In his interview, General Al-Allaq claimed that his agency was able to intercept recent communications from senior operatives of the Islamic State —also known as the Islamic State of Iraq and Syria, or ISIS. The communications allegedly refer to “Operation BREAK DOWN THE FENCES”, which he said is a plan by ISIS to storm numerous prisoner of war camps that are located across northwestern Iraq and Kurdish- or Turkish-controlled northern Syria. These camps hold as many as 10,000 men, many of whom are believed to be ISIS fighters. Other camps hold nearly 100,000 women and children who are connected to male ISIS fighters. According to General Al-Allaq, ISIS seeks to rebuild its powerbase in the region by freeing and re-arming these prisoners.

In addition to guarding against the possibility of a mass exodus of alleged ISIS prisoners and their families, the Iraqi spy chief said that his force has been working with Turkish authorities to neutralize networks of ISIS operatives in Turkey. Several senior ISIS “emirs” —senior members of the organization, with significant political influence and funding power— were able to bribe smugglers to take them to Turkey, where they are currently reorganizing the militant group’s illicit networks. The Iraqi government recently notified Ankara of the whereabouts of nine such ISIS “emirs”, said Al-Allaq.

The Iraqi spy chief concluded his interview by warning of an impending “catastrophe”, should ISIS be able to implement Operation BREAK DOWN THE FENCES and rebuild its support base in the region. Representatives of the Turkish government told CNN that Ankara was looking into the Iraqis’ allegations of ISIS “emirs” operating inside Turkey.

Author: Joseph Fitsanakis | Date: 19 November 2019 | Permalink

Al-Baghdadi’s ISIS hideout was equipped with frequently used internet connection

Abu Bakr al-BaghdadiThe Islamic State’s Syrian hideout that housed the group’s leader until his demise on October 26, was equipped with a frequently used internet connection, according to Arab media reports. Abu Bakr al-Baghdaid, the self-proclaimed caliph of the Islamic State, was killed by United States soldiers in Barisha,  a village in the Syrian province of Idlib, which is located just two miles from the Turkish border.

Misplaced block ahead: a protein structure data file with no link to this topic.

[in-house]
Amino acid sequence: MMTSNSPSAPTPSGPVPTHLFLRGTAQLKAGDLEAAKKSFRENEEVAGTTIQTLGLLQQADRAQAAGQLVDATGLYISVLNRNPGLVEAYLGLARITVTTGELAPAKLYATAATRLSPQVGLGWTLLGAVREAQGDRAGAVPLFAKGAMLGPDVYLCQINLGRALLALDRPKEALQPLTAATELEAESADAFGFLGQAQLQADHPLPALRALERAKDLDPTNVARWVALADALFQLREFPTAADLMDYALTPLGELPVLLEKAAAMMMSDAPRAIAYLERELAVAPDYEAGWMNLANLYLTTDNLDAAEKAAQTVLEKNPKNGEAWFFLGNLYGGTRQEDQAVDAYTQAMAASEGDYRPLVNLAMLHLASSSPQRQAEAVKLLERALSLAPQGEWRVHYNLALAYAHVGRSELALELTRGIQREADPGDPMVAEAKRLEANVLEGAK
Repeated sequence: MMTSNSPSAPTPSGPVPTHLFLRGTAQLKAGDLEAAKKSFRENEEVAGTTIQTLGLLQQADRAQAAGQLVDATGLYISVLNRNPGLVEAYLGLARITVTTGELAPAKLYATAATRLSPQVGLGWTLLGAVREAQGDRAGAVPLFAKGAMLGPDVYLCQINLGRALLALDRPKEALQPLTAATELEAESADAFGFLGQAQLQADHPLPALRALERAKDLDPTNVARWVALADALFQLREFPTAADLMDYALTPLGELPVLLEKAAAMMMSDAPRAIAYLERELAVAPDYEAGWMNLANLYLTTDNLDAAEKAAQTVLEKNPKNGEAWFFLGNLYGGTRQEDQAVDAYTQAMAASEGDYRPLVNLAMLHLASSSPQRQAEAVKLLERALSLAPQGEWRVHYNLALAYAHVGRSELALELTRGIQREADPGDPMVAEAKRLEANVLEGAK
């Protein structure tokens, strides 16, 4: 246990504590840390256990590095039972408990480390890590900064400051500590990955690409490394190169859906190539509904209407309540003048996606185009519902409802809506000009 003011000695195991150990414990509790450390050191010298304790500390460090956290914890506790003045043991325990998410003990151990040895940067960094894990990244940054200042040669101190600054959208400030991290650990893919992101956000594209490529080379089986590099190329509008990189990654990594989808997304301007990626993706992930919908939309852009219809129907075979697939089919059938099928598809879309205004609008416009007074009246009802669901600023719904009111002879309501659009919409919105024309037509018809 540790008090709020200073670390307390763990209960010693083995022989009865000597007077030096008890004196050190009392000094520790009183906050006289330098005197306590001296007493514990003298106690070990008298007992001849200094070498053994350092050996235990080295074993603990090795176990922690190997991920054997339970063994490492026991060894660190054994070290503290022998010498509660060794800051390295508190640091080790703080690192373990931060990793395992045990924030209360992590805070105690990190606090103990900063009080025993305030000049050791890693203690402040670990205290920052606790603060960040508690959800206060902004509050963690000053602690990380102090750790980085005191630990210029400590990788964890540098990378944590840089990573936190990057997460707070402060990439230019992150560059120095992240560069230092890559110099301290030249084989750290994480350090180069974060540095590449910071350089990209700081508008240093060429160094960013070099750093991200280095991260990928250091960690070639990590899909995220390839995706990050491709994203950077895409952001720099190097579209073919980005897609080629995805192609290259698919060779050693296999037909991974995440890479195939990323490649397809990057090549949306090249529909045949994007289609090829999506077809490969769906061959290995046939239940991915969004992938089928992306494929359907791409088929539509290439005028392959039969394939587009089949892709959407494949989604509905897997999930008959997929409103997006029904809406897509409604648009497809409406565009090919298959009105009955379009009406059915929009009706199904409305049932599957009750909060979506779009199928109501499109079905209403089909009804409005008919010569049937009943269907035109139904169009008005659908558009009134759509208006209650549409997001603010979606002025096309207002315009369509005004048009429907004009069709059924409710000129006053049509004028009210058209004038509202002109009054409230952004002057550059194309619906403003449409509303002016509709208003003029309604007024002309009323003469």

The region that surrounds Barisha is under the control of Turkey and can most accurately be described as a Turkish protectorate inside Syria. Moreover, it is heavily monitored by several intelligence agencies that have been looking for al-Baghdadi for years. It has therefore been generally assumed that the Islamic State leader’s hideout was kept isolated from the outside world and that no digital telecommunications means were used by its inhabitants, out of fear that they would be monitored by the Syrian authorities, Turkey, the United States, or others.

But a new report from the Dubai-based Al-Aan TV claims that the hideout was equipped with a frequently used internet connection and that it was active almost up to the moment US troops stormed the compound. The exclusive report, which aired on Thursday, alleges that the internet connection was set up in February of this year, and that it was used almost daily. The last time it was active was just 12 hours prior to the raid that killed al-Baghdadi and several members of his family.

The bill for the internet connection was approximately $8.00 a month and was paid by Abu Muhammad al-Halabi, a Syrian smuggler whose name also appears on tax records as the owner of the property, according to Al-Aan. The report provides no information about the type of online activity that the internet connection at the Barisha compound was used for.

Author: Joseph Fitsanakis | Date: 15 November 2019 | Permalink